Sunday, April 27, 2008

"They have taken us completely by surprise."

Many years ago I worked with an organization whose name said nothing about its mission or what it was, “The Club of Rome.”  Under the Club’s auspices, I and a few others helped to found a new field of study, “Global Modeling,”  (You can read about this in my co-authored book, Groping in the Dark: The First Decade of Global Modeling.)  Global Modeling used computer simulation to study long term interrelationships between population, resources, environment and economics at a global level.

By far the most noteworthy study published under the Club of Rome’s auspices was The Limits to Growth (1972).  Limits to Growth compellingly demonstrated that relationships between the human species and elements of the environmental niche that sustains us (planet Earth) could be viewed as one system.  It showed how ‘business as usual’ policies could, within fifty years or so, could cause sustainability crises manifested as economic turbulence, high pollution levels, resource scarcities, declining economic output and, eventually, declining population.  Those of us who raised these warnings were ridiculed as doomsayers and scaremongers.  Vigorous attempts were made to discredit the Limits to Growth Model, though updates in 1992 and 2002 have shown that its scenarios are on track.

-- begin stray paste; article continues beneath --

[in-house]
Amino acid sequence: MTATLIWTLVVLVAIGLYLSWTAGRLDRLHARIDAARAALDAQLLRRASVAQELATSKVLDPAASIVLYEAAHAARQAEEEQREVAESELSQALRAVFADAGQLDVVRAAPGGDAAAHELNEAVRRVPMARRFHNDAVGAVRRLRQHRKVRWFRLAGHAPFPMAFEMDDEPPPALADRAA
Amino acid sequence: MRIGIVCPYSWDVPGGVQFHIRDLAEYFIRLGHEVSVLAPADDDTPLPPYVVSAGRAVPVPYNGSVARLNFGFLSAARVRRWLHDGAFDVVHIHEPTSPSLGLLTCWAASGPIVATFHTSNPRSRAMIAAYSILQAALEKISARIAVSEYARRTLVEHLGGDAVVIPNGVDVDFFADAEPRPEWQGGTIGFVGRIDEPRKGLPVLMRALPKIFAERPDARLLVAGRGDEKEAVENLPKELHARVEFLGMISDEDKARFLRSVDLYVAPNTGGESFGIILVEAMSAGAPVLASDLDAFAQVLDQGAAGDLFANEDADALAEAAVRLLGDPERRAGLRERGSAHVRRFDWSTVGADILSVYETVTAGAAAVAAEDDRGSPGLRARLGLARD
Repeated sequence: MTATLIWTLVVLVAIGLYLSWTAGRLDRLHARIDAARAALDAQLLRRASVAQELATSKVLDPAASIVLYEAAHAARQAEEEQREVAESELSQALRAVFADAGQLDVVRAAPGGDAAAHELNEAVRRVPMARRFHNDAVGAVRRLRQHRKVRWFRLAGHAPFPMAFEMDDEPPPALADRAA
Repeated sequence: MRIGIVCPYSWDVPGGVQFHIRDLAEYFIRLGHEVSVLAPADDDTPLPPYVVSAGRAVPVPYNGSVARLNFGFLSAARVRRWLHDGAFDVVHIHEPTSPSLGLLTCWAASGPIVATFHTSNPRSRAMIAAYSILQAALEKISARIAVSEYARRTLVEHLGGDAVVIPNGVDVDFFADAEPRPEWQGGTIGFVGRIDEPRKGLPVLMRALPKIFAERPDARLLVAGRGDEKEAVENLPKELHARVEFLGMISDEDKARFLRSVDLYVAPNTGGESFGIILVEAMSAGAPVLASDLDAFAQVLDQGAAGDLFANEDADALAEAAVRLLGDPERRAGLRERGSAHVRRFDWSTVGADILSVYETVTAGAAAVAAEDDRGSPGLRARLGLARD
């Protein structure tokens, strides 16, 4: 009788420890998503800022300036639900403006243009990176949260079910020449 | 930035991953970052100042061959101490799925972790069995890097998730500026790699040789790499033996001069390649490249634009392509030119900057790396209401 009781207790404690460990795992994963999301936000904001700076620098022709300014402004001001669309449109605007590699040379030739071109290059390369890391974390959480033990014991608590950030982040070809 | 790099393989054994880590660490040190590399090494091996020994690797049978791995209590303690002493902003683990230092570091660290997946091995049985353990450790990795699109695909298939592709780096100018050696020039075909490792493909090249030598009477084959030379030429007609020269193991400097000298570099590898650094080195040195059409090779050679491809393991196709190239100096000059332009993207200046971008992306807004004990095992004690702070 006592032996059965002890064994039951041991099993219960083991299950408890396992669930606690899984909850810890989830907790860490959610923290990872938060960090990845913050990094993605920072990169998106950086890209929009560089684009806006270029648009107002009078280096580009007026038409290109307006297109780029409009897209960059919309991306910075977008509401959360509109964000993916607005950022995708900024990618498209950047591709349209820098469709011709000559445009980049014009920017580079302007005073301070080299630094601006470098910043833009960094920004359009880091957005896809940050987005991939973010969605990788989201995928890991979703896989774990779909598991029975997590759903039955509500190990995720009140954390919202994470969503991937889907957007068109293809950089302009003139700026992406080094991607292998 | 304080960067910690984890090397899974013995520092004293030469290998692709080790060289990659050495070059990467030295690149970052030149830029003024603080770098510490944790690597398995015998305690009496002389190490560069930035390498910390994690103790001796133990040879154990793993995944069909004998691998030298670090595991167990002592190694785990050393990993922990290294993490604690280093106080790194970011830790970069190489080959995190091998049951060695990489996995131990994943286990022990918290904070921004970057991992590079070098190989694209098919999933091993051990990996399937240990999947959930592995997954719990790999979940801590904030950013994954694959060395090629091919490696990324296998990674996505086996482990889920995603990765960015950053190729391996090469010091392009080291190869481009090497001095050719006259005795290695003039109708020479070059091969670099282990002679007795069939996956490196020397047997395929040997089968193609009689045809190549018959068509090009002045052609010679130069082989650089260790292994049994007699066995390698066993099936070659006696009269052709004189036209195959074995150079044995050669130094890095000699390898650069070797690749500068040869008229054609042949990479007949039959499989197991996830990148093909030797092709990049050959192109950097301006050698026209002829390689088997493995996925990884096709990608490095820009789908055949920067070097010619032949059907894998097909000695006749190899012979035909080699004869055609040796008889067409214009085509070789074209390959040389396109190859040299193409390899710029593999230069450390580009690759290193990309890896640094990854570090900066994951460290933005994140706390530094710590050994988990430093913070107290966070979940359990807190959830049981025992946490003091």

This week’s news and Washington talk shows brought me back to the days of my Club of Rome work. Pundits were describing interrelated crises:  rising energy prices, rising food prices, global warning, conflicts in the world’s poverty stricken areas and financial instability.  When asked if set of interrelated crises could have been foreseen, one commentator observed, “[these interrelated crises] have taken us completely by surprise.”

Those of us who build the first global models, and began sounding warnings about ‘limits to growth’ more than thirty years ago are not surprised.  

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